Fetish fashion is often perceived as something on the fringes of creativity: too commercial, too niche, or too strange. Moscow-based designer and founder of label Tiger Forgives, Dahliia Kurmanguzhina, however, uses fetish as a tool for radical self-expression, and as a way to forge an accepting, free-thinking community.
A single glimpse into the world of Tiger Forgives is guaranteed to leave onlookers wanting more. It is as sexual as it is enigmatic, expressive, and filled with curious symbolism hinting horror films, sci-fi, and various fetish subcultures. Here, rope, chains, and latex are the best ways to channel one’s most authentic personality – even if it calls to be a human-sized latex kitten.
Kurmanguzhina has been designing clothes for almost a decade, but she has truly found her calling through celebrating kink and fetish — an interest in her personal life since early on. “At 15, I was very impressed by the first Russian fetish models Agna Devy and Alina Stalina. A couple of years later, I saw Alina in a club toilet: she was putting lipstick on in front of the mirror, wearing a red latex dress — this image has stayed with me ever since. When I was 25, I went to London, and took a trip to buy sheet latex – the first I bought was a few metres of red,” she remembers. “I had this specific hunger for as long as I can remember. I felt constrained and tense because my interests were different from the ones of the very ‘vanilla’ people who were all around me. It made me doubt the authenticity of my desires”.
Kurmanguzhina founded Tiger Forgives in 2016. The name incorporates ancient animal symbolism: “A tiger is a dangerous, tireless, powerful animal who hunts alone. It is one of the few animals that attack people and look at them as prey. A tiger can’t bestow blessings like a god, but it can let its victims go, perhaps as an absolution of their sins. Tiger Forgives, for me, creates an image of a powerful but forgiving creature.”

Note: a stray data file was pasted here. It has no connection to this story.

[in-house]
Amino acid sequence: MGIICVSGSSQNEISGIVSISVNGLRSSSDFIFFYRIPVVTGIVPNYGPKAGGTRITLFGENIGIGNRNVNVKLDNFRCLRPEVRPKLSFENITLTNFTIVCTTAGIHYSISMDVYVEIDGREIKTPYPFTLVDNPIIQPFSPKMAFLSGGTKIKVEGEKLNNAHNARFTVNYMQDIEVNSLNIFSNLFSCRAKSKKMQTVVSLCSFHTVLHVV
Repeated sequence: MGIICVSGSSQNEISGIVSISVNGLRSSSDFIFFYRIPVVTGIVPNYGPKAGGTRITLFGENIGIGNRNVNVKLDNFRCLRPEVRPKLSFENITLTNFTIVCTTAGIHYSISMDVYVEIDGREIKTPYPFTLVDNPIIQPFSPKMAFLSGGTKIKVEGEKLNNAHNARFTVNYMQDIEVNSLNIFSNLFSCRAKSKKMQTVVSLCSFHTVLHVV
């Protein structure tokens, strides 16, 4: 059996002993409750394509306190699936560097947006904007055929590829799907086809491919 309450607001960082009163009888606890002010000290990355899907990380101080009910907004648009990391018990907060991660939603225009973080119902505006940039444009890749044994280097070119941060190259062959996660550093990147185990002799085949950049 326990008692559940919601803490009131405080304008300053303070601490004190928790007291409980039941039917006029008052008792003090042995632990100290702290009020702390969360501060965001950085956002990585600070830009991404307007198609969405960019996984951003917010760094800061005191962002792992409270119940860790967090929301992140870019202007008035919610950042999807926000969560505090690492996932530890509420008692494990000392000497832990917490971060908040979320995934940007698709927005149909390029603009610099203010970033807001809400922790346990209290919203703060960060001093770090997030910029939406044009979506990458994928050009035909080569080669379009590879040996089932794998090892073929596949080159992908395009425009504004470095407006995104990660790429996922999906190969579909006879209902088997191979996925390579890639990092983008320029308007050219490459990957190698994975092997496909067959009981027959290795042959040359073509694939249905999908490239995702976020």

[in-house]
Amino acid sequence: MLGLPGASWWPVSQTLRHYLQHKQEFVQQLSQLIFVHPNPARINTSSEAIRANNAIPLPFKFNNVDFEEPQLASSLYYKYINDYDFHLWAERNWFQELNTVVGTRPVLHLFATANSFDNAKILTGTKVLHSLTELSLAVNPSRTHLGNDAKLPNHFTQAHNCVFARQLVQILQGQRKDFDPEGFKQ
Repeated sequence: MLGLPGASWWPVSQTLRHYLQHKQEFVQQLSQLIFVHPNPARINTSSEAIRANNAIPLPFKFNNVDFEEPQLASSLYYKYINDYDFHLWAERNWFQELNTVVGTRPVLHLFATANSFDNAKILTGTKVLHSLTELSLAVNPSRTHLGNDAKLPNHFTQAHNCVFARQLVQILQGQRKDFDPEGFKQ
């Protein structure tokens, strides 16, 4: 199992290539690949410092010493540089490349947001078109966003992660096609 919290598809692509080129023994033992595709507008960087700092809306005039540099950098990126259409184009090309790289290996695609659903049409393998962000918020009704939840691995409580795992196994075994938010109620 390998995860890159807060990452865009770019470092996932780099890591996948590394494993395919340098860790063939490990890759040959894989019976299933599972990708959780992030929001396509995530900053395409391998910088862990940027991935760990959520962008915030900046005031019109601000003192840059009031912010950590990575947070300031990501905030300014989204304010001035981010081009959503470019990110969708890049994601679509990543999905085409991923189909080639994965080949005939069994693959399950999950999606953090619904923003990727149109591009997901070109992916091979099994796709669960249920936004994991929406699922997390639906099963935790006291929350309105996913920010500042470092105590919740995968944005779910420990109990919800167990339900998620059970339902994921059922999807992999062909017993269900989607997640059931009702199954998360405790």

The designer only works on custom pieces: jewellery, latex, and textile garments. Each piece is not only a collaboration with the client, but a way of telling a story. “Being sexy for me means being yourself 100,000 per cent. In pre-pandemic times, I used to make looks for people for kink parties based on the way they felt about themselves. Before starting the main design work, we talked a lot about their personality, what they liked, and what they aimed to express,” the designer explains. “All orders are personal: people add their ideas and desires, which makes garments and jewellery truly unique. This process is very precious to me”.
At the same time, Kurmanguzhina’s work has a deeper meaning in Russia, where the country’s attitudes towards sexuality and gender remain largely patriarchal and conservative. Tiger Forgives creates a new framework for sexuality – a place to play with gender, power, and the notions of public and private. It is as much about beauty and desire as it is a study of the human body in the current post-digital culture.
“I really admire creatives who explore the complex relationship with physicality in their imagery, like White Voodoo and Hellikisto,” Kurmanguzhina says. “I love sexuality and excessive corporality, an endless process of acceptance and rejection of one’s body, exhibitionism, and vulnerability. It makes you look at the human body from a new perspective. I am also a big fan of Fecal Matter: for me, they’re an example of self-acceptance, confidence in their creativity, and a fresh channeling of their worldview into kink fashion.”
Kurmanguzhina admits that it can be challenging to find your audience and community, both as a fashion designer and a person interested in kink and fetish. This makes her deeply appreciative of her group of friends, and her partner. It has also inspired her to create more work which would make people feel seen. “Voyeurism, one of my main fetishes, has showed me that every person needs someone to observe, study, romanticise them, and help them find their true self underneath the whole erotic ornamentation.”